Social media has been around for a number of years now and only continues to grow. Through websites such as Facebook, Twitter, and Youtube people are exploring new ways to communicate and engage with others. Unfortunately, many businesses are falling behind in their social media marketing strategy. This has led to a number of social media gaffes by companies.
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On numerous occasions companies have made critical errors in their social media policies which led to bad publicity for the company. One example of such a gaffe was JP Morgan’s “ask JP” on Twitter, in which a number of disgruntled Americans took to their accounts to accuse the company of questionable business practices.
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Another was back in 2012 during one the of presidential debates, when a KitchenAid social media staffer made a joke in poor taste about the President’s deceased grandmother. These, along with a number of other incidents, reveal that major companies are dropping the ball when it comes to social media and this can really hurt them in the long run.
Taking Social Seriously
A 2010 Harvard Business Review report took a poll of business and how they were faring with social media. It found that many business are still not taking this mode of marketing seriously enough.
The report states that approximately 75% of businesses did not know where their most valuable customers were talking to them at. This means, that out of the number of different social media accounts, the company was not keeping track of which account was receiving the most traffic from their most valued customers.
Furthermore, just over one-third of businesses did not measure how effective their social media marketing was. Only about 23% of these businesses were using social media analytic tools, while a mere 7% were able to integrate social media in with their overall marketing activities. These numbers reveal a dismal picture of social media marketing.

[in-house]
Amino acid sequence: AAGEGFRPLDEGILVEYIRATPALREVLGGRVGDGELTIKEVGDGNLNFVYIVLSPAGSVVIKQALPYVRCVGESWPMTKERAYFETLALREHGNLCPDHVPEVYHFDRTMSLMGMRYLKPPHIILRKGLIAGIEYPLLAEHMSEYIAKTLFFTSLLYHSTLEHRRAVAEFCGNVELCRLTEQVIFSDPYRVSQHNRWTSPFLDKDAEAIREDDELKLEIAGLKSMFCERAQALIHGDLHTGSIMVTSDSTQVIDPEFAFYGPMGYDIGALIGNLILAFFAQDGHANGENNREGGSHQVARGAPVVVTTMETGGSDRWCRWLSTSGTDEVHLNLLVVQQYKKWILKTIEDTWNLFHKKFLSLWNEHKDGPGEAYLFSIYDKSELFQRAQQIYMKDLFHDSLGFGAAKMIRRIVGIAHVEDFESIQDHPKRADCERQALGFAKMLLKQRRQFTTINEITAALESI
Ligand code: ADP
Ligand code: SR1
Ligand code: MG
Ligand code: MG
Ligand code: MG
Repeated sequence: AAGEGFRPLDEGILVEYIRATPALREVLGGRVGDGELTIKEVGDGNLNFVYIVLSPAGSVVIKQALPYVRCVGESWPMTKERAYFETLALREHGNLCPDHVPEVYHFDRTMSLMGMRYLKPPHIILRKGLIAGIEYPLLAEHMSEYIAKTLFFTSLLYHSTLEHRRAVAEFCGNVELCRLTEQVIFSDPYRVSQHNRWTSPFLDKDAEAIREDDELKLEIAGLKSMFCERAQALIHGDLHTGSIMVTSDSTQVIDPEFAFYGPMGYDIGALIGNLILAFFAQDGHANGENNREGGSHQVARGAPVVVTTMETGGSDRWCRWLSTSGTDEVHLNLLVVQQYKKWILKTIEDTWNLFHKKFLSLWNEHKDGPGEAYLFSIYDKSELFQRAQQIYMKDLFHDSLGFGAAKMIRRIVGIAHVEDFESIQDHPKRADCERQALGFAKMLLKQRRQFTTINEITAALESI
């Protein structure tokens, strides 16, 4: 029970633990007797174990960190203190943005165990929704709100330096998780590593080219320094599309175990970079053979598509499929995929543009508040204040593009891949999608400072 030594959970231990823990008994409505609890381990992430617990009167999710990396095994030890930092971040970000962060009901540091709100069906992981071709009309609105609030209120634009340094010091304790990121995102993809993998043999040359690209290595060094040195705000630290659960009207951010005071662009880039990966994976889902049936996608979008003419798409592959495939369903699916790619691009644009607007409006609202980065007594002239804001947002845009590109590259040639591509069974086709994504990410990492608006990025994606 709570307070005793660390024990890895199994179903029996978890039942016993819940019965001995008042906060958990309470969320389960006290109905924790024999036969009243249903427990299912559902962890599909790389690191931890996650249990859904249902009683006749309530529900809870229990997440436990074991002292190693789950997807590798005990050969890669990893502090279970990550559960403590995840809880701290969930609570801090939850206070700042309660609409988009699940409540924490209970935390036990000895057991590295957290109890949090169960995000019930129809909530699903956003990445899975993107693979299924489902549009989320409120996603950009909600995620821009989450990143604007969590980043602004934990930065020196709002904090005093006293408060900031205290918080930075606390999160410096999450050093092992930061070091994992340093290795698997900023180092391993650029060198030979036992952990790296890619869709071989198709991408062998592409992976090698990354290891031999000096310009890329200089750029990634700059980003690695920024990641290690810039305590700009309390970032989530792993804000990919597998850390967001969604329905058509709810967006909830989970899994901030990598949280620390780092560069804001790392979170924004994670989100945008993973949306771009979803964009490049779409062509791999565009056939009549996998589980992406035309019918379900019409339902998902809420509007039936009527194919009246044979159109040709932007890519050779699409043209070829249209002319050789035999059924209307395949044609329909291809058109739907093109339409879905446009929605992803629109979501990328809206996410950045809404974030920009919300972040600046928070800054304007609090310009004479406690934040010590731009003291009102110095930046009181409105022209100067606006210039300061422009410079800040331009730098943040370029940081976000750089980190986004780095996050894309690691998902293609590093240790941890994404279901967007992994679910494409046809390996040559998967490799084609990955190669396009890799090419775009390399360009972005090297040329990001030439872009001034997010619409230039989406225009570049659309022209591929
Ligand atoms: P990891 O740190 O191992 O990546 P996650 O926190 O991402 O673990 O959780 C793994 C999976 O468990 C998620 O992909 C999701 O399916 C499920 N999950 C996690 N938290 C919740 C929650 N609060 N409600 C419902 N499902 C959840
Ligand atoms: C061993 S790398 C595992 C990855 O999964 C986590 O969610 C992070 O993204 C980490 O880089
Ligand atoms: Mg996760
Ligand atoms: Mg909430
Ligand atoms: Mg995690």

Likes and Likability
The problem with businesses not taking social media seriously is the fact that it can play a very important role in public image. As the Harvard Business Review report cites, “Conventional wisdom long held that a dissatisfied customer tells ten people. But…in the new age of social media, he or she has the tools to tell ten million.”
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While the average person on Twitter does not have millions of followers, many have 1,000 or more. One tweet can be re-tweeted hundreds or thousands of times. It’s this potential network that can be damaging… or very useful.
Doing It Right
Companies that have strong social media management are able to capitalize on the customer base and interact one-on-one with customers, which helps to build brand loyalty. A happy customer is a repeat customer, and a happy customer on social media can be a great advertisement for a business.
Today, it is more important than ever companies recognize the value in social media. Marketing has always been useful in not only building brand awareness, but cultivating a specific public image that attracts customers.
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Businesses that are being sloppy with their social media strategies are harming their public image. Every business, whether big or small, should have a social media strategy that is fully integrated with its overall marketing strategy, in order to stay in the game in the 21st Century.
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